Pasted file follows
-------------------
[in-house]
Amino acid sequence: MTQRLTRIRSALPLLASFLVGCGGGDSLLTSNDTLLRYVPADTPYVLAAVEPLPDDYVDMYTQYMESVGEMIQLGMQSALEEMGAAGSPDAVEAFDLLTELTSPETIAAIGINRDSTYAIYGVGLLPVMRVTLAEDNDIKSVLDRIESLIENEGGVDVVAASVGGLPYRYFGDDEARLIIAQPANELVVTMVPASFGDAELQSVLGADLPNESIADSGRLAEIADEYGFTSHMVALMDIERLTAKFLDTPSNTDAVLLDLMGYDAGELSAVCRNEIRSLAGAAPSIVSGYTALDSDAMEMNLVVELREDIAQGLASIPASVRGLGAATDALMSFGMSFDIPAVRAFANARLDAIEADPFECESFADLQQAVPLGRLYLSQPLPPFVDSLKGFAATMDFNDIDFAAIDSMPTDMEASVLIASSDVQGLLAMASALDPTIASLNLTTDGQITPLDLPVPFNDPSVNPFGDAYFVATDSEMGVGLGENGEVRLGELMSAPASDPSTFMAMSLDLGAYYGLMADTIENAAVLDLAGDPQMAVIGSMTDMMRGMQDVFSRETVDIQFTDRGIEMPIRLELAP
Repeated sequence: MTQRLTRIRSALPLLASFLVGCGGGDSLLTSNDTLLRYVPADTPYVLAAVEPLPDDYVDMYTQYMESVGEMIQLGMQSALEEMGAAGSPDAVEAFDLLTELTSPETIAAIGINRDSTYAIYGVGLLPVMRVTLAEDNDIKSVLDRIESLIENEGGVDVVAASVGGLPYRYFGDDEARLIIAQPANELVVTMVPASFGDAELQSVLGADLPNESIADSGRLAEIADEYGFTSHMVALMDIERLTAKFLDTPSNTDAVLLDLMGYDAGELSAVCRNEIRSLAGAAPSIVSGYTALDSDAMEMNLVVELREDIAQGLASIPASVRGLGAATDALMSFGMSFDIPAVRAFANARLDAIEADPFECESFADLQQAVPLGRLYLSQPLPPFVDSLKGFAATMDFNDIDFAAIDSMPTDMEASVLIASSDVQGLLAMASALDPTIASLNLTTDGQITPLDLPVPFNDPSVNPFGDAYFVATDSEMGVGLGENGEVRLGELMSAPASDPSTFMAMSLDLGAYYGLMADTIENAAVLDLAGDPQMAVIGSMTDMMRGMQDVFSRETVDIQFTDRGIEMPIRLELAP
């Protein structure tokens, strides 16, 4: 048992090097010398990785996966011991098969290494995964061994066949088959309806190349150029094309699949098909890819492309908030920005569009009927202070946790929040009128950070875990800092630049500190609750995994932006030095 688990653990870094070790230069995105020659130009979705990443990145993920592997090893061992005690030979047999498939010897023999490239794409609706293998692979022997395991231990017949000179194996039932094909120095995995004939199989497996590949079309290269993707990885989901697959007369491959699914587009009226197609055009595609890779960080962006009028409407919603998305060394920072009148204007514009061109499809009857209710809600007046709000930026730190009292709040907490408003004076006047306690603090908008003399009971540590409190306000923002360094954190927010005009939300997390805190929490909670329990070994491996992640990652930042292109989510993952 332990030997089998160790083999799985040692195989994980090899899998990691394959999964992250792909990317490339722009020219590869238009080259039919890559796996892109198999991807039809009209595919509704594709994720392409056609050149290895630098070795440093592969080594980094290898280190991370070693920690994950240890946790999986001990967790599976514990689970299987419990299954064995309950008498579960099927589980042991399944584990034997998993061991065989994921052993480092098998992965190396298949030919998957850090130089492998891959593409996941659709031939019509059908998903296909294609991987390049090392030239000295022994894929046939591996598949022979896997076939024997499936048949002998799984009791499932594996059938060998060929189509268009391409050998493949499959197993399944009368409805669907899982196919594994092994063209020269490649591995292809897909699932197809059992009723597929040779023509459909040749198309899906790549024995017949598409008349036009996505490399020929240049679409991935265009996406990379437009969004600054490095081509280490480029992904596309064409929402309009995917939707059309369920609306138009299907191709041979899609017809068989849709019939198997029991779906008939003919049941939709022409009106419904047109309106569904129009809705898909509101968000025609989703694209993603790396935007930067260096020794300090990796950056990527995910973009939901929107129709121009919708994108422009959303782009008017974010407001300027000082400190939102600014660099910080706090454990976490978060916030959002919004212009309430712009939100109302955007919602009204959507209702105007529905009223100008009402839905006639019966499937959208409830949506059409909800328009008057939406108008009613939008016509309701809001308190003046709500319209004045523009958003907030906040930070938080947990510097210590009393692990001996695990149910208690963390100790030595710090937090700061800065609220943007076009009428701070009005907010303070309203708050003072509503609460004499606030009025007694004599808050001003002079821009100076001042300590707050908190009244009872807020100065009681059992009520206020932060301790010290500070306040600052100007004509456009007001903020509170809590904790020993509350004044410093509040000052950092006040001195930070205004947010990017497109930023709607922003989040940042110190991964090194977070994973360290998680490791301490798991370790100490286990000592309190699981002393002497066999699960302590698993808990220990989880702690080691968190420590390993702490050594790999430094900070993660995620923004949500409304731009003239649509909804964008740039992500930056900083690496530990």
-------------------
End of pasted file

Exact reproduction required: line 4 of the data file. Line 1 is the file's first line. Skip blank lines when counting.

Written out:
């Protein structure tokens, strides 16, 4: 048992090097010398990785996966011991098969290494995964061994066949088959309806190349150029094309699949098909890819492309908030920005569009009927202070946790929040009128950070875990800092630049500190609750995994932006030095 688990653990870094070790230069995105020659130009979705990443990145993920592997090893061992005690030979047999498939010897023999490239794409609706293998692979022997395991231990017949000179194996039932094909120095995995004939199989497996590949079309290269993707990885989901697959007369491959699914587009009226197609055009595609890779960080962006009028409407919603998305060394920072009148204007514009061109499809009857209710809600007046709000930026730190009292709040907490408003004076006047306690603090908008003399009971540590409190306000923002360094954190927010005009939300997390805190929490909670329990070994491996992640990652930042292109989510993952 332990030997089998160790083999799985040692195989994980090899899998990691394959999964992250792909990317490339722009020219590869238009080259039919890559796996892109198999991807039809009209595919509704594709994720392409056609050149290895630098070795440093592969080594980094290898280190991370070693920690994950240890946790999986001990967790599976514990689970299987419990299954064995309950008498579960099927589980042991399944584990034997998993061991065989994921052993480092098998992965190396298949030919998957850090130089492998891959593409996941659709031939019509059908998903296909294609991987390049090392030239000295022994894929046939591996598949022979896997076939024997499936048949002998799984009791499932594996059938060998060929189509268009391409050998493949499959197993399944009368409805669907899982196919594994092994063209020269490649591995292809897909699932197809059992009723597929040779023509459909040749198309899906790549024995017949598409008349036009996505490399020929240049679409991935265009996406990379437009969004600054490095081509280490480029992904596309064409929402309009995917939707059309369920609306138009299907191709041979899609017809068989849709019939198997029991779906008939003919049941939709022409009106419904047109309106569904129009809705898909509101968000025609989703694209993603790396935007930067260096020794300090990796950056990527995910973009939901929107129709121009919708994108422009959303782009008017974010407001300027000082400190939102600014660099910080706090454990976490978060916030959002919004212009309430712009939100109302955007919602009204959507209702105007529905009223100008009402839905006639019966499937959208409830949506059409909800328009008057939406108008009613939008016509309701809001308190003046709500319209004045523009958003907030906040930070938080947990510097210590009393692990001996695990149910208690963390100790030595710090937090700061800065609220943007076009009428701070009005907010303070309203708050003072509503609460004499606030009025007694004599808050001003002079821009100076001042300590707050908190009244009872807020100065009681059992009520206020932060301790010290500070306040600052100007004509456009007001903020509170809590904790020993509350004044410093509040000052950092006040001195930070205004947010990017497109930023709607922003989040940042110190991964090194977070994973360290998680490791301490798991370790100490286990000592309190699981002393002497066999699960302590698993808990220990989880702690080691968190420590390993702490050594790999430094900070993660995620923004949500409304731009003239649509909804964008740039992500930056900083690496530990």